Monday, 30 June 2008

Inauguration of the Pauline Year and Pallium Mass

Some images of the Pallium Mass - for more see the New Liturgical Movement blog.

And also from Vespers on Saturday, inaugurating the Pauline year:

The Vespers for the inauguration of the Pauline Year featured some beautiful vestments, the throne, not bad music and much more. So watch out for events at which you can gain your plenary indulgence....

Both events though, were also notable for the presence of the Ecumenical Patriarch of Constantinople, who gave blessings and a short homily at Vespers. On Sunday he participated in the Mass where the pallium is imposed on new archbishops.

On this, it is perhaps worth drawing attention to what the Pope said on ecumenical events of this kind at the same event last year:

"...these meetings and initiatives are not merely an exchange of courtesies between Churches but are intended to express the common commitment to do everything possible to hasten the time of full communion between the Christian East and West.....

This Basilica, which has hosted profoundly significant ecumenical events, reminds us how important it is to pray together to implore the gift of unity, that unity for which St Peter and St Paul spent their lives, to the point of making the supreme sacrifice of their blood....

The Apostle to the Gentiles, who was especially committed to taking the Good News to all peoples, left no stones unturned for unity and harmony among all Christians."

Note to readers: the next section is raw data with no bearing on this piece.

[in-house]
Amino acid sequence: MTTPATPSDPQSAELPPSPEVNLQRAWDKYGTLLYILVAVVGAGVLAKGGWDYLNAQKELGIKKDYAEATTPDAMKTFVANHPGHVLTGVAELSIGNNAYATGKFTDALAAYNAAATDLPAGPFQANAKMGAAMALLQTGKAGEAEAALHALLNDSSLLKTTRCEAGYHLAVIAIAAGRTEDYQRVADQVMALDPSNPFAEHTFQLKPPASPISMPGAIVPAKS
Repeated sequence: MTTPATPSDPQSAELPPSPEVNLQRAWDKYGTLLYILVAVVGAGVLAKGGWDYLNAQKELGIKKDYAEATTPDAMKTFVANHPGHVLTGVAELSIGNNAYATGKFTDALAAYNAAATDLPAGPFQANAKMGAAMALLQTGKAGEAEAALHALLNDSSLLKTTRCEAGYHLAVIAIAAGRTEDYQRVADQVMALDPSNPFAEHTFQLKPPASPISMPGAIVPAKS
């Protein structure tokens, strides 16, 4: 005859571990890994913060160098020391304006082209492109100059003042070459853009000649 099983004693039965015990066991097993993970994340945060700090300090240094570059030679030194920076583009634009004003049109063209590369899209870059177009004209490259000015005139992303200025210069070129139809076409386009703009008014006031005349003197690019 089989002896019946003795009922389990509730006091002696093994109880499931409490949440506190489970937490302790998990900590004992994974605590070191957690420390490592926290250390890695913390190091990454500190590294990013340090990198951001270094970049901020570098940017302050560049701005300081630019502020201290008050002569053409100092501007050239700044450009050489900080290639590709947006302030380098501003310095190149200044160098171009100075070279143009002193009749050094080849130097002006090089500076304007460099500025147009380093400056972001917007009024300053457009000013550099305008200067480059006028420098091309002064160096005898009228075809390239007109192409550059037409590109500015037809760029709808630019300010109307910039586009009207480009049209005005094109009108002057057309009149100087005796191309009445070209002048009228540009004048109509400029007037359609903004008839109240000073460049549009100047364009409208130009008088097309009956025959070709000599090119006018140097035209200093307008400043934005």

The Pope's sermon this year focused primarily on the Church as the mystical body of Christ, and St Paul's mission.

The Patriarch added:

"The radical conversion and apostolic kerygma of Saul of Tarsus 'shook' history in the literal sense of the word and shaped the identity of Christianity itself. This great man exercised a profound influence on the classic Fathers of the Church, like St. John Chrysostom in the East, and St. Augustine of Hippo in the West.
Even if he had never met Jesus of Nazareth, St. Paul directly received the Gospel "through the revelation of Jesus Christ" (Gal 1,11,12).

This sacred place outside the walls is doubtless more than ever the appropriate place to commemorate and celebrate a man who established the union between the Greek language and the Roman mentality of his time, stripping Christianity once and for all of every mental constraint and forging for always the catholic foundation of the ecumenical Church.

Let us hope that the life and Letters of St. Paul may continue to be for us a source of inspiration "so that all men may have the obedience of faith in Christ" (cfr Rom 16,26-27)."

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